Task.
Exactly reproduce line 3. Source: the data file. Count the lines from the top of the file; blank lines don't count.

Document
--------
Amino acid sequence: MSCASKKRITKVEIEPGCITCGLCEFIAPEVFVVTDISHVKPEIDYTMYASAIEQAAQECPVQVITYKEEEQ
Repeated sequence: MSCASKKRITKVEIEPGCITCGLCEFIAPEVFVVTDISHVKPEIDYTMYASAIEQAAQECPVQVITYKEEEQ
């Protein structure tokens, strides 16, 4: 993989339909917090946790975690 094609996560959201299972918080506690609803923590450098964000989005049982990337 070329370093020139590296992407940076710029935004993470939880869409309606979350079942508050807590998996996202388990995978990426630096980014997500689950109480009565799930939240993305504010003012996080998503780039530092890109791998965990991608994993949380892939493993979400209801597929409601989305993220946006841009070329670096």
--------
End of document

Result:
């Protein structure tokens, strides 16, 4: 993989339909917090946790975690 094609996560959201299972918080506690609803923590450098964000989005049982990337 070329370093020139590296992407940076710029935004993470939880869409309606979350079942508050807590998996996202388990995978990426630096980014997500689950109480009565799930939240993305504010003012996080998503780039530092890109791998965990991608994993949380892939493993979400209801597929409601989305993220946006841009070329670096």